Instructional Design Models

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I’m currently taking a new course at Udemy to sharpen my skills and knowledge so that I can create better e-learning courses and materials. The course’s goal is to learn how to implement instructional theories practically on the job and goes by the title: A practical approach to instructional design.

In the course, different instructional models are explained. All of them can be very helpful when defining the course syllabus, structure, and approach. I’ve decided to create this post to summarise the main points for future reference (and, of course, share the knowledge with anyone interested in this topic).

The course considers three main instructional models:

  1. The ADDIE model
  2. Gagne’s Nine Events of Instruction
  3. Kirkpatrick’s Training Evaluation Model

Note: the steps of these three models can be combined.

The ADDIE Model

The ADDIE model defines the lifecycle of a project with step-by-step instructions. This model is very simple and the most commonly used, but requires some project management knowledge.

It consists of five components:

  1. Analysis
    • In this step, the instructional designer identifies the user needs, and the course scope and objectives.
    • It takes into account the existing knowledge of the target audience.
    • The learning environment, release channels, budget and timeline are also an integral part of this phase.
  2. Design
    • In this phase, you create a blueprint of the course.
    • You also define activities, assessment techniques, and media.
    • An instructional design document is created, which contains the course structure, flow, presentation strategy, and activities.
  3. Development
    • In this phase, you develop a prototype of the training materials based on the instructional design document.
    • Mockups and a storyboard are created.
    • A pilot session should be conducted to test and validate the prototype and ask for feedback.
    • The following aspects must be checked:
      • Are the learning objectives being met?
      • Are the learning needs of the audience being addressed?
      • Is the content aligned with the project goals?
  4. Implementation
    • The learning material is delivered to the participants.
    • The course is integrated into the Learning Management System
  5. Evaluation
    • Continuous assessment of the course is considered a good practice.
    • It plays an important role in the ADDIE model because it measures the effectiveness of the training.
    • There are two types: formative (evaluates the effectiveness of each step and helps to assess the progress of the user and the instructor) and summative (assesses the course effectiveness).
    • You can use different tools, for example: questionnaires and surveys.
    • The “periodic table of instructional design” is available at: https://check-n-click.com/periodic-table-of-instructional-design/

Gagne’s Nine Events of Instruction

This model helps users to understand and retain information effectively. This is the second most commonly used model in instructional design. There is a template you can use to apply this model, available, among others, at: https://www.niu.edu/citl/resources/guides/instructional-guide/gagnes-nine-events-of-instruction.shtml

The model consists of 9 “events”, which ensure effective learning:

  1. Gain attention – capture your audience’s attention by presenting a scenario, asking provoking questions and/or using media.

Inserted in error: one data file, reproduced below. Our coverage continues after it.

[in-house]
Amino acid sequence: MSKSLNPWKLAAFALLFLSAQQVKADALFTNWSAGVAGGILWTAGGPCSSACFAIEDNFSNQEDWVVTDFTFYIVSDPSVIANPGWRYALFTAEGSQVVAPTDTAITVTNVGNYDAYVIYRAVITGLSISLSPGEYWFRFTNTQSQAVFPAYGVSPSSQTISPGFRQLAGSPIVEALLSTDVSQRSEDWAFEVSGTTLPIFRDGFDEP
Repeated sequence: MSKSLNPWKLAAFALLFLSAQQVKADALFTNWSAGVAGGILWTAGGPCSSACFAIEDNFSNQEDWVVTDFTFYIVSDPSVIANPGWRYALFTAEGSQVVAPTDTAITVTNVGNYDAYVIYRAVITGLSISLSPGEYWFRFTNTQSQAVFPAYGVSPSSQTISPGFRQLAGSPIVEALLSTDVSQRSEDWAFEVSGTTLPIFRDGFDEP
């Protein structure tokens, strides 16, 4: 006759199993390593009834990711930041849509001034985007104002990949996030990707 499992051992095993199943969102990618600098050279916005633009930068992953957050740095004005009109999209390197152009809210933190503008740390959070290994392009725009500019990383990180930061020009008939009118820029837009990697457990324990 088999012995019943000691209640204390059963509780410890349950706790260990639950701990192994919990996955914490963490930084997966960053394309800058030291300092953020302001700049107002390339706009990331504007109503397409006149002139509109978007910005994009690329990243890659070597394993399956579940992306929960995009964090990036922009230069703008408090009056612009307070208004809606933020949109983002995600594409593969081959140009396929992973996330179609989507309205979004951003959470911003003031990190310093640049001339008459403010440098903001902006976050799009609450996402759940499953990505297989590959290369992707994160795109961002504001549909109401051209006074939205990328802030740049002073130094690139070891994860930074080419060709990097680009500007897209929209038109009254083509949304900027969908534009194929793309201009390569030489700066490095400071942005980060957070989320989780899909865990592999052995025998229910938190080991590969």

2. Inform about the course objectives: set goals and expectations. Inform your audience about the benefits of taking the course and how the course is organised.
  3. Stimulate recall of prior knowledge: Help your audience link existing content with new concepts.
  4. Present the content: use a combination of methods to present the information: graphics, videos, flowcharts, diagrams, multimedia, etc.
  5. Provide learning guidance: examples, scenarios, cheat sheets, additional references, tip boxes, analogies, etc…
  6. Elicit performance: make sure that the learners can test their newly required skills and knowledge by answering questions, quizzes, simulations and other activities.
  7. Provide feedback: let your audience know how they did, their strengths and weaknesses. Include de-briefing sessions, quiz feedbacks, etc…
  8. Assess performance: Is the learning outcome achieved? Conduct surveys and post-training discussions.
  9. Enhance retention and transfer: your audience should be able to apply what they have learnt on real life situations. Repetition is the best way to ensure retention. Recap trainings are an option to refresh knowledge.

Kirkpatrick’s Training Evaluation Model

You can use this methodology to evaluate training sessions after you have implemented a training program. By using this method, you gather feedback from your audience to continuously improve the training materials you create.

The evaluation method consists of 4 evaluation types:

  1. Reaction
    • Measures the participants’ feelings about the training. Was it useful/enjoyable/relevant?
    • Tools: Questionnaires and happy sheets.
  2. Learning
    • Here you measure what the audience has learnt.
    • Tools: Tests and surveys.
  3. Behavior
    • Have the participants incorporated the new knowledge to real world situations?
    • Tools: Checklists, interviews, observation.
  4. Results – This is the most important and maybe the most difficult evaluation type. It is also the most expensive and time-consuming process.
    • Analyses how the training program impacts the business environment by measuring KPIs (Key Performance Indicators)
    • Tools: Surveys, questionnaires.

 

 

 

 

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